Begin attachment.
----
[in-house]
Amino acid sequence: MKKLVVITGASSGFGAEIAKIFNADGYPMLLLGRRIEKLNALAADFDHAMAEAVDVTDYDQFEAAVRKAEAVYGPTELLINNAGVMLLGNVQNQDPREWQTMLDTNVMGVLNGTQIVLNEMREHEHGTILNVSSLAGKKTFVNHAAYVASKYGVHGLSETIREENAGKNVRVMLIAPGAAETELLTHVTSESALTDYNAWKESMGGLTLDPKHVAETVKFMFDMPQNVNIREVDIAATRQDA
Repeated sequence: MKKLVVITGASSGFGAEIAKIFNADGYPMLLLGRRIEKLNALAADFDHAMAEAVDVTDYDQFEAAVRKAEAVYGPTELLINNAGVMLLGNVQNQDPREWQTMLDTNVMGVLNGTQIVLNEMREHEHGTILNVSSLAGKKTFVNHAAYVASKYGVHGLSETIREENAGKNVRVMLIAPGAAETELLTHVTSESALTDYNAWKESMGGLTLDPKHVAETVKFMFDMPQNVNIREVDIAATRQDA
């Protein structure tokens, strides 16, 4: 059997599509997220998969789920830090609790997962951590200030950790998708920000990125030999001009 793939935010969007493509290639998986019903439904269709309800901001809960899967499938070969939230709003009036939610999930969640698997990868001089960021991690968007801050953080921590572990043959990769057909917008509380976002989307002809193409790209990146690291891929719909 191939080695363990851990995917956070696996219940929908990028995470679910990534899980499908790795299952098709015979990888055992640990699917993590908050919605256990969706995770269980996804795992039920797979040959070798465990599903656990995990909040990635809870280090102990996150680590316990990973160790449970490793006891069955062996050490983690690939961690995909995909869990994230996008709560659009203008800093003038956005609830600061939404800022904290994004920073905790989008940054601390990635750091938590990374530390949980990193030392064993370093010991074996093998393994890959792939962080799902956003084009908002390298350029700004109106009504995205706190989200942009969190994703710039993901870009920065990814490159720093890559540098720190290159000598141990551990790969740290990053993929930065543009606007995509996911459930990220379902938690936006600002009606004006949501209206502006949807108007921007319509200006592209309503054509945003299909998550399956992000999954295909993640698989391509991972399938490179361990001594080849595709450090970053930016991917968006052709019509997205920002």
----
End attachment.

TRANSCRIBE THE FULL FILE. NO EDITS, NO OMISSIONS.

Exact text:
[in-house]
Amino acid sequence: MKKLVVITGASSGFGAEIAKIFNADGYPMLLLGRRIEKLNALAADFDHAMAEAVDVTDYDQFEAAVRKAEAVYGPTELLINNAGVMLLGNVQNQDPREWQTMLDTNVMGVLNGTQIVLNEMREHEHGTILNVSSLAGKKTFVNHAAYVASKYGVHGLSETIREENAGKNVRVMLIAPGAAETELLTHVTSESALTDYNAWKESMGGLTLDPKHVAETVKFMFDMPQNVNIREVDIAATRQDA
Repeated sequence: MKKLVVITGASSGFGAEIAKIFNADGYPMLLLGRRIEKLNALAADFDHAMAEAVDVTDYDQFEAAVRKAEAVYGPTELLINNAGVMLLGNVQNQDPREWQTMLDTNVMGVLNGTQIVLNEMREHEHGTILNVSSLAGKKTFVNHAAYVASKYGVHGLSETIREENAGKNVRVMLIAPGAAETELLTHVTSESALTDYNAWKESMGGLTLDPKHVAETVKFMFDMPQNVNIREVDIAATRQDA
């Protein structure tokens, strides 16, 4: 059997599509997220998969789920830090609790997962951590200030950790998708920000990125030999001009 793939935010969007493509290639998986019903439904269709309800901001809960899967499938070969939230709003009036939610999930969640698997990868001089960021991690968007801050953080921590572990043959990769057909917008509380976002989307002809193409790209990146690291891929719909 191939080695363990851990995917956070696996219940929908990028995470679910990534899980499908790795299952098709015979990888055992640990699917993590908050919605256990969706995770269980996804795992039920797979040959070798465990599903656990995990909040990635809870280090102990996150680590316990990973160790449970490793006891069955062996050490983690690939961690995909995909869990994230996008709560659009203008800093003038956005609830600061939404800022904290994004920073905790989008940054601390990635750091938590990374530390949980990193030392064993370093010991074996093998393994890959792939962080799902956003084009908002390298350029700004109106009504995205706190989200942009969190994703710039993901870009920065990814490159720093890559540098720190290159000598141990551990790969740290990053993929930065543009606007995509996911459930990220379902938690936006600002009606004006949501209206502006949807108007921007319509200006592209309503054509945003299909998550399956992000999954295909993640698989391509991972399938490179361990001594080849595709450090970053930016991917968006052709019509997205920002």